TRADE MARKS REGISTRY, MADRAS
C.S. Rao, ARTM:
These proceedings relate to the registration of a trade mark under Application No. 281921, filed on 5th August 1972 by N. V. Gowramma and others trading as Kwality Food products, Post Box No. 2612, Mysore Road, Bangalore-39 (hereinafter referred to as 'Applicants'). The mark, as represented in a label containing a light blue coloured background, consists of the device of a chief's head depicted in white and deep blue colour combination and there appears a scroll in blue colour underneath the chief's head wherein the word 'KWALITY' is written in thick white lettering. The mark was applied for registration in part A of the register in respect of goods amended to read as 'Biscuits (not for animals) and confectionary (non-medicated) 'falling under Class 30. The Applicants claimed proprietorship to the mark on the basis of their user since 1st July, 1962 and they also submitted evidence to substantiate their user. At a hearing held on 16.11.1973 mark was ordered to be advertised before acceptance, subject to its association with Applicants' Registered Trade Mark No. 253012 and marks in some more pending applications and subject to limitation of the mark to the colours appearing on the label. Applicants' mark was accordingly advertised in Trade Marks Journal issue No. 598 dated 1st May, 1974 at page 112.
A notice of opposition was filed by S/Shri Kwality Restaurant & Ice Cream Co., 7, Regal Building, Cannaught Place, New Delhi, now at Top Floor, Marshall House, L, Hanuman Road, New Delhi (hereinafter referred to as the Opponents) objecting to the registration of Applicants' mark, pleading inter alia (1) that Opponents are registered proprietors of trade mark 'GAYLORD KWALITY' under Registration No. 244231 in Class 30 in respect of bread, biscuits, cakes, pastry, Confectionary, ice cream and ice cream Powder, (2) that their sister concern namely Pure Ice Cream Co. (1967) Private Limited, are subsequent Proprietors of Registered Trade Mark No. 178269 and also Registered proprietors of Trade Marks Nos. 255297, 255298, 267195 and 267196 in Class 30 in respect of ice cream and that all the aforementioned registrations contain KWALITY as a trade mark, (3) that by reason of long, continuous and extensive use of KWALITY marks in India and abroad by Opponents and their sister concern since 1940 the Applicants' mark containing the expression KWALITY'S would lead to confusion and deception among the trade and public and that Applicants' adoption of KWALITY mark is tainted with dishonesty, (4) that registration of Applicants' mark will be contrary to the provisions of Sections 9, 11(a), 11(e), 12(1) and 18 of the Act and (5) that Applicants' mark shall be refused under the aforesaid provisions as also in the discretion of the Registrar.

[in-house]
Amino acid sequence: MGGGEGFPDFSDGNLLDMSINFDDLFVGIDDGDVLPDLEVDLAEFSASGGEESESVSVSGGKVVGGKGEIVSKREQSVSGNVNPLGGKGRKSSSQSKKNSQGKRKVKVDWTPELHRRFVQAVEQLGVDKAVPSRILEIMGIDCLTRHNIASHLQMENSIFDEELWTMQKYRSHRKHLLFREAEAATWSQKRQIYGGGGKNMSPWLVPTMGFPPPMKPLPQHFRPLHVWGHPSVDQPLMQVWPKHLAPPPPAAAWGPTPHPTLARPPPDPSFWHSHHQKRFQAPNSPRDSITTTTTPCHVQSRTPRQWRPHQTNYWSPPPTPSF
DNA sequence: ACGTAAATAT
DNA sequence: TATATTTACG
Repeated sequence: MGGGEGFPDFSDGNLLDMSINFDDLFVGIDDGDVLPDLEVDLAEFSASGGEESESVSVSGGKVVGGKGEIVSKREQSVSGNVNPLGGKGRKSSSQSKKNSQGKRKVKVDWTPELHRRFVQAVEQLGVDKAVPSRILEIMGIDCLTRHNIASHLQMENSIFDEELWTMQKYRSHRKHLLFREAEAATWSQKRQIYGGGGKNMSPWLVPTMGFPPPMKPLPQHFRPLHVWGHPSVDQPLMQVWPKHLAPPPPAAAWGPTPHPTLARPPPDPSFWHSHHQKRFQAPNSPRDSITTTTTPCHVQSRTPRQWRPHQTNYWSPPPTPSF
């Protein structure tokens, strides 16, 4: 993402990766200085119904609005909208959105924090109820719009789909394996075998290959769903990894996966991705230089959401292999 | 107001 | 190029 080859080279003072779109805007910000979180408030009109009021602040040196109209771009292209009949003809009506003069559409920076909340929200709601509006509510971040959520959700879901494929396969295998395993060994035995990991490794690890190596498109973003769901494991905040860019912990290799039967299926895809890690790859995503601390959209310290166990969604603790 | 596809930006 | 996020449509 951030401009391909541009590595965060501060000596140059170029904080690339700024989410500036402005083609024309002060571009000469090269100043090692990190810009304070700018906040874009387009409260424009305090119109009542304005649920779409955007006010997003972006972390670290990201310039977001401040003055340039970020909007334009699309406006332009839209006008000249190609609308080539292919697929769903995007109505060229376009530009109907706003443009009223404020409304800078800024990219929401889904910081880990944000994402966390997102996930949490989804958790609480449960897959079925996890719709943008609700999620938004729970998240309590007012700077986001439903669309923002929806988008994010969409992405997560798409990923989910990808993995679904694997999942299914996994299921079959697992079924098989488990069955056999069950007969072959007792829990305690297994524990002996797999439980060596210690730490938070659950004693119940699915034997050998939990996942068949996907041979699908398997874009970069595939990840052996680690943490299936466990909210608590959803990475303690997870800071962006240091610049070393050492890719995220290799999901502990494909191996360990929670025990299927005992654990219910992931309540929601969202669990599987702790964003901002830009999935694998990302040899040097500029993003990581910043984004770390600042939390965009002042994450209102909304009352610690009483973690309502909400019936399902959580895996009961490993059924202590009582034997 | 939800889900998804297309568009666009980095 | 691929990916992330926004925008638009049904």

The Applicants filed a counterstatement denying all material averments in the notice of opposition. Applicants contend that the word 'KWALITY'S' in their mark is only a descriptive term and is accordingly disclaimed as having no trade mark value and that their mark as a whole with particular reference to the distinctive device of chef's head has to be considered favourably for purpose of registration.